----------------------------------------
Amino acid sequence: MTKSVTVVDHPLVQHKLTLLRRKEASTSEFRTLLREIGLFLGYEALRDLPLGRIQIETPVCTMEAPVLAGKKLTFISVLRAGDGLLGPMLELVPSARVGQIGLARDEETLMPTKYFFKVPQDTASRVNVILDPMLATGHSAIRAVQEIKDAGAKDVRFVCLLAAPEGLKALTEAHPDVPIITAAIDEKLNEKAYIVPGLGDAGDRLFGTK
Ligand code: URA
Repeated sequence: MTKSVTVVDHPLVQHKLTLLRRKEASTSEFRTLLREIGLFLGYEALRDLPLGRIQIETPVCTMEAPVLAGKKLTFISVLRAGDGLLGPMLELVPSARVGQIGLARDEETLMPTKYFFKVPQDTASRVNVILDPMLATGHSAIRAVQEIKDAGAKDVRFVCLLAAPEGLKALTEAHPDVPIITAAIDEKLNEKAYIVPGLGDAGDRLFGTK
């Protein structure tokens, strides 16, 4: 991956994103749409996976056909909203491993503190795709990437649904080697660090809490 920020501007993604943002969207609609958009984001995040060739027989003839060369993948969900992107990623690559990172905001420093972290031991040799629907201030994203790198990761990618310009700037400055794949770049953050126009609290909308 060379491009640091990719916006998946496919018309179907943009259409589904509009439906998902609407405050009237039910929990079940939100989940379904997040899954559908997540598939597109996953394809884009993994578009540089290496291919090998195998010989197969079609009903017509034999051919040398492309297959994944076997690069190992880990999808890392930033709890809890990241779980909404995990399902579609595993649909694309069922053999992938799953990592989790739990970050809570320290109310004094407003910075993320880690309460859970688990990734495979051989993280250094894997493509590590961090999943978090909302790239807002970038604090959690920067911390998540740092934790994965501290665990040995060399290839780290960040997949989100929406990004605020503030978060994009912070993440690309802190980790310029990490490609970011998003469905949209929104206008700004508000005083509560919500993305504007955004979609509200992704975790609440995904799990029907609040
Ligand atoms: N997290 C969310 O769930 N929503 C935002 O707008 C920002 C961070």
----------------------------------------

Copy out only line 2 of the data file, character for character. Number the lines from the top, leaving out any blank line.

Ligand code: URA